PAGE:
Review
EH Buyer’s Scorecard: Roku 2 XS Streaming Player
A closer look at this streaming set-top box, from in-house and around the web.
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October 20, 2011 by EH Staff


Roku has opened up a slew of new possibilities for TV viewing. That little box can put the power of the web on TVs that aren’t all that smart. Of course, it was wildly successful—at least enough for the company to spawn a sequel.

Back in July, the company announced that Roku 2 was coming. Like its predecessor, Roku 2 comes in three flavors: the Roku 2 HD ($59.99), the Roku 2 XD ($79.99) and the Roku 2 XS ($99.99). These new boxes are slimmer and supposedly more energy efficient. They also have enhanced features, such as built-in Wi-Fi, Bluetooth support, and a MicroSD card slot.

If you couldn’t tell by the price, that XS box is the cream of the crop, with full 1080p HD playback (depending on content), as well as an Ethernet jack and a USB port. It’s also the only one of the trio that comes packing the wildly addictive Angry Birds game and a way to play it. The XS includes the Roku Game Remote, a motion-enhanced controller that otherwise sells for $29.99.

Besides gaming options, this set-top box can add a lot of entertainment to any AV setup. Each Roku box boasts over 300 channels of movies, shows, music, and more. Just a few of those options include Netflix, Hulu Plus, Amazon Instant Video, HBO Go, Pandora, Disney, AOL, and much more. There’s also sports-specific programming from NHL GameCenter LIVE, MLS, UFC, and more. Just know that many of the services offered do require subscriptions and/or fees.

Is it worth squeezing this slim box into your already overcrowded AV cabinet? Should you get an upgrade? Let’s take a closer peek at this streaming product.

What the Manufacturer Says

The flagship Roku 2 XS delivers 1080p HD streaming to your TV, plus fun casual games for an extra dose of great entertainment. Enjoy more than 300 channels featuring the best movies, TV shows, live sports, music, games, and more, including Netflix, Hulu Plus, Amazon Instant Video, Crackle, Pandora, and much more. It also includes built-in wireless, a full version of Angry Birds and works with virtually any TV.
Visit Roku to Learn More About the Roku 2 XS

Reviews and Ratings from Around the Web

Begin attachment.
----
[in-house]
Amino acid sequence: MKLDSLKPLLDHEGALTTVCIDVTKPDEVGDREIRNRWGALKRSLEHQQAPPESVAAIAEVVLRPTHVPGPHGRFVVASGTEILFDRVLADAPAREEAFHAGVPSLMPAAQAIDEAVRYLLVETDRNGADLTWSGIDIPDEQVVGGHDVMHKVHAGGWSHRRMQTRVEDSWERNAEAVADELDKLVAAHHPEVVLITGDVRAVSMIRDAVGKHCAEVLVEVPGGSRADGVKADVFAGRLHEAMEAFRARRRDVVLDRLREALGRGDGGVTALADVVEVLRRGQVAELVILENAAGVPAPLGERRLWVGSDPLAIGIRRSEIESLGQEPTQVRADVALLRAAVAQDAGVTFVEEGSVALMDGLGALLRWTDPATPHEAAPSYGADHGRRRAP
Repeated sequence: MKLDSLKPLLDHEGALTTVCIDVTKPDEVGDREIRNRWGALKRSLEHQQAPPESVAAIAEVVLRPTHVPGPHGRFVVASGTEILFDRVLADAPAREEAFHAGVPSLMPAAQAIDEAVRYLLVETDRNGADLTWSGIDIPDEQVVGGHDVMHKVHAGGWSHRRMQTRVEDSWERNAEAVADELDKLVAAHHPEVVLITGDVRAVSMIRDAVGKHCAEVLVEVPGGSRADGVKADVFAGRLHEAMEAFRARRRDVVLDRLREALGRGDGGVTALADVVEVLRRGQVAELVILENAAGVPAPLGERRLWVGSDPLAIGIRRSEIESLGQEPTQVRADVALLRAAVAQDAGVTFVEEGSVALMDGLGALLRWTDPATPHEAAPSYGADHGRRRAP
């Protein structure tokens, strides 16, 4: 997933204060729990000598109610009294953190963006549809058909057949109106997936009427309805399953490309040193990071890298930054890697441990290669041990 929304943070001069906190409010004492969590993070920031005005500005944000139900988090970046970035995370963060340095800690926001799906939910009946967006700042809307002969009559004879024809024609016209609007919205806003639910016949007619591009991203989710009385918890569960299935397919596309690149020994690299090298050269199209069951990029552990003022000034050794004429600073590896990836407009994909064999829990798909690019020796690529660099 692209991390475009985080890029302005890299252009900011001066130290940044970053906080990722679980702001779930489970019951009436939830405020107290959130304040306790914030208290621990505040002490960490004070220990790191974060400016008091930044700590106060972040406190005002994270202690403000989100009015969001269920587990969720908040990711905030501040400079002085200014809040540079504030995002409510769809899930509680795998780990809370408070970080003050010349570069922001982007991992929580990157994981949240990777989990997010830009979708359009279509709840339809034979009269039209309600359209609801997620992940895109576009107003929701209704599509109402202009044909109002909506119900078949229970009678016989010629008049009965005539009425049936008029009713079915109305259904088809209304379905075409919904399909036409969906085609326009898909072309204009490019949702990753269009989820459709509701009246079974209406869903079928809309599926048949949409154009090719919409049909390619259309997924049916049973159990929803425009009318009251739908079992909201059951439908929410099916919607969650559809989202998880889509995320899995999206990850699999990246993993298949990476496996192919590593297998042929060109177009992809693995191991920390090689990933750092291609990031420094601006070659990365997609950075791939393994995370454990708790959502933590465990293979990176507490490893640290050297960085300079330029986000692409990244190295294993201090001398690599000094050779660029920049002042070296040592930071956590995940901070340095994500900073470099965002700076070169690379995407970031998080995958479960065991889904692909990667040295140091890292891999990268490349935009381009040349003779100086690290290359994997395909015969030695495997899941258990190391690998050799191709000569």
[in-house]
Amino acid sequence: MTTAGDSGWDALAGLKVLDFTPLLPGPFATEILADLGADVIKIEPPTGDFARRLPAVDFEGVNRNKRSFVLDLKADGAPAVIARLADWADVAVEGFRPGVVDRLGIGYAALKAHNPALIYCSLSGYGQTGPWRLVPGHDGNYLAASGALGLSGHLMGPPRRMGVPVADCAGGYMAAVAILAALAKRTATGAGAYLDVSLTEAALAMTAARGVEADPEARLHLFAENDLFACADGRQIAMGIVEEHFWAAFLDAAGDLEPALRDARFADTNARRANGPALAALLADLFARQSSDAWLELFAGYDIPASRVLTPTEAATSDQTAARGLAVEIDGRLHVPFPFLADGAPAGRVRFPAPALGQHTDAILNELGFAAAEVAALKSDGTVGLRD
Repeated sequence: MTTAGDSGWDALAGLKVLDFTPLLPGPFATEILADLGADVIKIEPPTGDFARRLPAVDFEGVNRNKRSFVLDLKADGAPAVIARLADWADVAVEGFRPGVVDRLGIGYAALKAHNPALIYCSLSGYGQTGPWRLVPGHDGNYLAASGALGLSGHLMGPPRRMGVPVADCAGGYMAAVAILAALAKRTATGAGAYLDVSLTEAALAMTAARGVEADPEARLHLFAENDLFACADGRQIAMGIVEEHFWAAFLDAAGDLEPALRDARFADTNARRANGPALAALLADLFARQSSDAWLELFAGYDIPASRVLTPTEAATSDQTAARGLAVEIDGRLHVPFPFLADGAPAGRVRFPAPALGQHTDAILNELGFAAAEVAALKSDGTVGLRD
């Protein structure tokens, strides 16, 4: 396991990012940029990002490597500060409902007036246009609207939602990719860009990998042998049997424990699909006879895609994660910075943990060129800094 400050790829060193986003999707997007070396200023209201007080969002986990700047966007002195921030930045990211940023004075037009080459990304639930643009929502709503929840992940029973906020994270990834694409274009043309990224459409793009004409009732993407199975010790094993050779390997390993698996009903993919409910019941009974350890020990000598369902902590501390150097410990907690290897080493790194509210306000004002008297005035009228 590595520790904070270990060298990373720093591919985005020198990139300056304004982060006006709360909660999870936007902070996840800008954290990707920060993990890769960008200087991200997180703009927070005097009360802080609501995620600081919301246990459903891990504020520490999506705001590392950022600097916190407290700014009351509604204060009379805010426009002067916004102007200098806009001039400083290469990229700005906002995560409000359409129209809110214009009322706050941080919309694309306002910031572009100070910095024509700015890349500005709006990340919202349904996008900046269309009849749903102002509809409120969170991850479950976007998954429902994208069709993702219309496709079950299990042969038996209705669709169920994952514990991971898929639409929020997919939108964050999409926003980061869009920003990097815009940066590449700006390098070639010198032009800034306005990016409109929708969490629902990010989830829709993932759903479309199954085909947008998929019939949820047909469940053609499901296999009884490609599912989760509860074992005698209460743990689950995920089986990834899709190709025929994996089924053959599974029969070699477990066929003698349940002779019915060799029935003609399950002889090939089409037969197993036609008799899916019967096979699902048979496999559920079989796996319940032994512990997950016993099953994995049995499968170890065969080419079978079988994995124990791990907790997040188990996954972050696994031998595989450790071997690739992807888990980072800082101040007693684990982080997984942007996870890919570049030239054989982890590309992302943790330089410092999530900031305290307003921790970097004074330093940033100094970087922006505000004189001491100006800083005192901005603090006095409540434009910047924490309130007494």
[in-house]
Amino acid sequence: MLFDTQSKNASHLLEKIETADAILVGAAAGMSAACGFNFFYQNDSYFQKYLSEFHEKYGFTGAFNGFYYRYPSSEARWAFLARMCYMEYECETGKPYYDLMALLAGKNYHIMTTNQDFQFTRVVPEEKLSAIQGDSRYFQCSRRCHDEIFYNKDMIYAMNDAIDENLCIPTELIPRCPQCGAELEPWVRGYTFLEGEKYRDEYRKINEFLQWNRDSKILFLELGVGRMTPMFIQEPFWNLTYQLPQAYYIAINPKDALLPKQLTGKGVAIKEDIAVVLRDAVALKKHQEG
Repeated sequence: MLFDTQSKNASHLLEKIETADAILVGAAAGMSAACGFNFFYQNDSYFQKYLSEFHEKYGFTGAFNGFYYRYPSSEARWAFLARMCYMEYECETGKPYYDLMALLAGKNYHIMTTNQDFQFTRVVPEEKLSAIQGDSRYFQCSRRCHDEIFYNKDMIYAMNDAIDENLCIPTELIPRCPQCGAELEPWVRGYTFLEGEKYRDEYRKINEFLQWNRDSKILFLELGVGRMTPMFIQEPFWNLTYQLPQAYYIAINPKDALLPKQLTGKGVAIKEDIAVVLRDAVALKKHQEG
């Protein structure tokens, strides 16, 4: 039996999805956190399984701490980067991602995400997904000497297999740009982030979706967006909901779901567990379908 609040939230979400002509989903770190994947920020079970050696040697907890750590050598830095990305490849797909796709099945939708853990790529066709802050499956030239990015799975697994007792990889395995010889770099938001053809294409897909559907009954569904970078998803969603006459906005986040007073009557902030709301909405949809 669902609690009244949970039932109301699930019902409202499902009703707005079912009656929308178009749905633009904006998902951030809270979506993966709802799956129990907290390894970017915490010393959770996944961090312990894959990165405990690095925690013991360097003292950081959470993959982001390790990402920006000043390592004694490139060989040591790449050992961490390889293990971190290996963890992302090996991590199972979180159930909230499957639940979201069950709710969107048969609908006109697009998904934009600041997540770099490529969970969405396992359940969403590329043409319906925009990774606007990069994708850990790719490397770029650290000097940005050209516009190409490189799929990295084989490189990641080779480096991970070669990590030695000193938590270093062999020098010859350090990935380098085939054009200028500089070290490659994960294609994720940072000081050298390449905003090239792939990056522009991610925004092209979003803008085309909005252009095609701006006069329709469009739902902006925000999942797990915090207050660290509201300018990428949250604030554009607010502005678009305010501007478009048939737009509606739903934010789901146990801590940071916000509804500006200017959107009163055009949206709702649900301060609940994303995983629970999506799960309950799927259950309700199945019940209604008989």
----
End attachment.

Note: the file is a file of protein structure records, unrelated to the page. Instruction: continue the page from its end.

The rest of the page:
Roku 2 XS
Streaming set-top box
Over 300 channels
1080p support
Built-in Wi-Fi
Includes gaming remote
USB file support is limited

CNET
“The end result is arguably the most robust little streaming-media box for less than $100. True, the new gaming feature is very limited at launch (Angry Birds is included for free with the XS but as of yet, no other titles are available), but that the capability is there adds a touch of sizzle and helps distinguish Roku from its competitors.”
Read the Full Review

Mashable
“Although the Roku 2 can’t play the variety of video files (such as .mkv files) that competing boxes such as the WD TV or the Boxee Box can, for streaming Netflix and Hulu videos—and now for playing Angry Birds—it can’t be beat.”
Read the Full Review

Popular Science
“Assuming my connection problems were unusual, the Roku still does a lot of things really well. It has a huge selection of legitimately great apps, from streaming music to video to news (and there’s a healthy homebrew scene as well, for unofficial apps) and it’s definitely the least threatening and most intuitive media streamer on the market. I still like Roku—I just wish it was a little faster, a little simpler, a little more reliable.”
Read the Full Review

What Electronic House Says

We know a few people that have ditched pay TV for Roku and never looked back. It’s a proven formula. At $99, the Roku 2 XS seems like a bargain. However, is it worth an upgrade—or even the first step?

Of course, at this price, the Roku 2 XS is also in direct competition with Apple TV. It’s certainly a worthy competitor, thanks to the content, the gaming option, and maybe even UFC. If access to iTunes is important, the decision is obvious.

Our one gripe about the Roku 2 XS isn’t what it has, but what it doesn’t. Some USB file support seems to be missing, which means no YouTube. Everyone has YouTube! That said, if you’re just looking for a ton of added content on your TV (not YouTube) and the possibility of more to come, you can’t go wrong here. Also, how often do you get so much for under $100?

What is Electronic House Buyers Scorecard?
Rather than bring our users a single opinion on a product or service, our EH Buyers Scorecard combines what the manufacturer has to say about their product with real ratings and reviews from other websites, along with our own opinions and knowledge of the product to derive a wider lens recommendation that can help you in making a purchase decision.
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